While we usually think of door knobs as a tool for opening doors, the main function of an exterior door knob is to securely close the door. They have key locks and a more sturdy construction than their interior counterparts. Although they are not impenetrable, they are more robust than interior knobs.

Keyed entry knobs provide additional security

Most of us grew up with a key-entry exterior door knob at the front door. The lock on this knob is more difficult to pick than a privacy knob, which can be easily released with a bobby pin. You can still pick a key-entry knob with a bobby pin, but it is more complicated than a privacy knob.

Most of the time, keyed knobs come with deadbolts, similar to this Kwikset Entry Combo Set (available on This knob set is relatively inexpensive and comes with hardware for the interior and exterior sides of your door.

While exterior knobs provide better security than an interior passage knob, they are usually much more effective when paired with a deadbolt installed on top.

Keyless entry knobs work without physical keys

Keyless knobs have been gaining popularity lately. They are usually operated with battery power, and although they usually have a key and keyhole, their main function is to work without that physical metal key. Keyless knobs can have a numeric keypad where you enter a 4-digit code to open or close the lock, or there may be a key fob or some other method.

Think of a hotel: When you check-in, you receive an electronic key in credit card size. Keyless entry knobs work on a similar principle and allow you to open the lock without a physical metal key.

Some smart homes offer lock operation through a smartphone app, which follows the same principle. These smart locks provide a way to open your door without a key. If you are a person who frequently loses keys, this can provide great convenience and save the cost of a locksmith or a visit from a window replacement service.

Even if you don’t have a fully equipped smart home, you can buy a standalone lock like this Level Bolt Smart Lock on This lock is easy to set up and works with Bluetooth technology.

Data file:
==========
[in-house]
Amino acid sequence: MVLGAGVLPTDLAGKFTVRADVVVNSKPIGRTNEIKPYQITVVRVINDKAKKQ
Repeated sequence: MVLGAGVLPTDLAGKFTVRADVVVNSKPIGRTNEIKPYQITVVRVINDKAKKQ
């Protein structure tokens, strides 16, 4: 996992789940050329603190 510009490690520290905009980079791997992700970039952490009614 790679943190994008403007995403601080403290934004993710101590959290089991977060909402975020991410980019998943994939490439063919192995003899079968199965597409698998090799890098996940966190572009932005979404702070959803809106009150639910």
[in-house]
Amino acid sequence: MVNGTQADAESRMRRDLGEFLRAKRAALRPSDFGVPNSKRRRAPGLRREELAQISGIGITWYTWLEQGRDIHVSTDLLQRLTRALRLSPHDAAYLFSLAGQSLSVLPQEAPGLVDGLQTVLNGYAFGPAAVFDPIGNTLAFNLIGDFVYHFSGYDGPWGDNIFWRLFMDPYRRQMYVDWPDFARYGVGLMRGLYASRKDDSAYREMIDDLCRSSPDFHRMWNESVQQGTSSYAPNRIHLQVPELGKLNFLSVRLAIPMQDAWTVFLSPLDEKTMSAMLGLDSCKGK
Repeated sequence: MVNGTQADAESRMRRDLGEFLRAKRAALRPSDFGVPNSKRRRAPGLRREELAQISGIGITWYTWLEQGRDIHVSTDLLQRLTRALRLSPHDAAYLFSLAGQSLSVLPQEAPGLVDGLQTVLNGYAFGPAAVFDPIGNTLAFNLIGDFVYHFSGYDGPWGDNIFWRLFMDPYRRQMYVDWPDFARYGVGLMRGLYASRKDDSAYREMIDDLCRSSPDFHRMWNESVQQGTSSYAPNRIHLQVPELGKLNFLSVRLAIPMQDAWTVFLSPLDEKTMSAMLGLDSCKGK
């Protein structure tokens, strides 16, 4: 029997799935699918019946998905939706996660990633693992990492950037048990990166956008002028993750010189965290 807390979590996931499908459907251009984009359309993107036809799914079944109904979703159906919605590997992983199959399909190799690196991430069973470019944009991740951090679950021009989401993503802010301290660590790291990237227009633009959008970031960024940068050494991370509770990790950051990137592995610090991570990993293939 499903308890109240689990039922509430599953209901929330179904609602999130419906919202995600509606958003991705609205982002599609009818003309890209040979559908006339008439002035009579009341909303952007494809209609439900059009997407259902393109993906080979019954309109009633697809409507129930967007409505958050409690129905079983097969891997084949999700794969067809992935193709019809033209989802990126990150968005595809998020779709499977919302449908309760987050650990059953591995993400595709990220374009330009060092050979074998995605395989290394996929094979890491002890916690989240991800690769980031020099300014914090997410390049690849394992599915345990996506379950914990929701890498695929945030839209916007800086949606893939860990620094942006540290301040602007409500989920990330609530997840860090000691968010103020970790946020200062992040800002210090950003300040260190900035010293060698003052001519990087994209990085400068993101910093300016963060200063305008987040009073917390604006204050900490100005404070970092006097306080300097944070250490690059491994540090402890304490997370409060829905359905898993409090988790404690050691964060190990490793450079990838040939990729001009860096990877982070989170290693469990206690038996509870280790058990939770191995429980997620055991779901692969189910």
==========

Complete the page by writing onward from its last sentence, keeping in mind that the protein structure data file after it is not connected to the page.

Older door knobs can make replacement difficult

If your door is approaching antique status, you may be ready to find a more modern and secure door knob. In this case, you may find that you need to drill new holes. In some cases, you may even need to replace the door completely.

Older knobs may have a much narrower spindle. In other words, the spindle is the metal piece that the knob rotates to activate the latch. In this case, the cross-bore may be much too small for the new knob. You may also encounter a different backset than one of the common sizes.

The first issue can be addressed with a hole saw. You simply use the saw to cut a larger hole in the door. The second issue means you will need to move the hole either to the left or right. Keep in mind that you may still have the old hole in the door after completing this process.


While door knobs are not universal, they are fairly standardized depending on your specific needs. Knowing the backset will allow you to purchase the right replacement or drill the cross-bore in the right spot on the door. Determining whether you need interior or exterior knobs further narrows down the field to choose from.

Know your measurements before starting to cut your door. “Measure twice, cut once” is a cliché because it is sound advice.


  • Lot Questions: What is a cross-bore on a door?
  • Bob Villa: Solved! What Is a Keyless Entry Door Lock, and Is It a Secure Option for Home?
  • Chatfield Court: Replacing Old Door Knobs and Hinges
  • Compact Appliances: How to Buy a Door Knob (It’s More Complicated Than You Might Think)
  • eHow: How to Measure for the Correct Door Knob Size
  • House of Antique Hardware: Antique Door Knobs
  • Lowes: Determine Your Door’s Backset
  • SF Gate: How to Measure for the Right Door Knob Size
  • CDSE: Glossary – Lesson: Lock and Key Systems
  • Art of Lockpicking: The Beginner’s Guide to Bobby Pin Lockpicking